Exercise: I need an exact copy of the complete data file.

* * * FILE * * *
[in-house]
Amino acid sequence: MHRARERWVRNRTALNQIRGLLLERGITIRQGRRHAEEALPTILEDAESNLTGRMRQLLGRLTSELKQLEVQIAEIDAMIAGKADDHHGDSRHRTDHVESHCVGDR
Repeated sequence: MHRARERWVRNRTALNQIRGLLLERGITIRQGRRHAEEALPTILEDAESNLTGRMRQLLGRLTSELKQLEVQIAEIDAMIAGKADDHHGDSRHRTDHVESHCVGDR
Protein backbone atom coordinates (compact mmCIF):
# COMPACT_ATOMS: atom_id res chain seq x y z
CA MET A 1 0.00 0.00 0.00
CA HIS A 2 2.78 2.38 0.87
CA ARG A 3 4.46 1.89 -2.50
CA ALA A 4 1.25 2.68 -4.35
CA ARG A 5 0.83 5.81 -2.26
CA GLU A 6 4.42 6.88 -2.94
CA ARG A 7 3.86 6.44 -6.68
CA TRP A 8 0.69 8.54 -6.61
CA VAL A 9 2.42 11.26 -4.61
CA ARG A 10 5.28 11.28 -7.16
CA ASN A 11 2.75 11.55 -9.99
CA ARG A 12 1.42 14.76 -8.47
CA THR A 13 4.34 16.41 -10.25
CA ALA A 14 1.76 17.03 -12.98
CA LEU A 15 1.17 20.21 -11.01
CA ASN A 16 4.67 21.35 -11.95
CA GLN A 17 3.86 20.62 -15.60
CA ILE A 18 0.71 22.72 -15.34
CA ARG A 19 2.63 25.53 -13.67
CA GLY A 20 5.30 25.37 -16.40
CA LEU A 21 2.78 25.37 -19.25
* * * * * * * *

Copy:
[in-house]
Amino acid sequence: MHRARERWVRNRTALNQIRGLLLERGITIRQGRRHAEEALPTILEDAESNLTGRMRQLLGRLTSELKQLEVQIAEIDAMIAGKADDHHGDSRHRTDHVESHCVGDR
Repeated sequence: MHRARERWVRNRTALNQIRGLLLERGITIRQGRRHAEEALPTILEDAESNLTGRMRQLLGRLTSELKQLEVQIAEIDAMIAGKADDHHGDSRHRTDHVESHCVGDR
Protein backbone atom coordinates (compact mmCIF):
# COMPACT_ATOMS: atom_id res chain seq x y z
CA MET A 1 0.00 0.00 0.00
CA HIS A 2 2.78 2.38 0.87
CA ARG A 3 4.46 1.89 -2.50
CA ALA A 4 1.25 2.68 -4.35
CA ARG A 5 0.83 5.81 -2.26
CA GLU A 6 4.42 6.88 -2.94
CA ARG A 7 3.86 6.44 -6.68
CA TRP A 8 0.69 8.54 -6.61
CA VAL A 9 2.42 11.26 -4.61
CA ARG A 10 5.28 11.28 -7.16
CA ASN A 11 2.75 11.55 -9.99
CA ARG A 12 1.42 14.76 -8.47
CA THR A 13 4.34 16.41 -10.25
CA ALA A 14 1.76 17.03 -12.98
CA LEU A 15 1.17 20.21 -11.01
CA ASN A 16 4.67 21.35 -11.95
CA GLN A 17 3.86 20.62 -15.60
CA ILE A 18 0.71 22.72 -15.34
CA ARG A 19 2.63 25.53 -13.67
CA GLY A 20 5.30 25.37 -16.40
CA LEU A 21 2.78 25.37 -19.25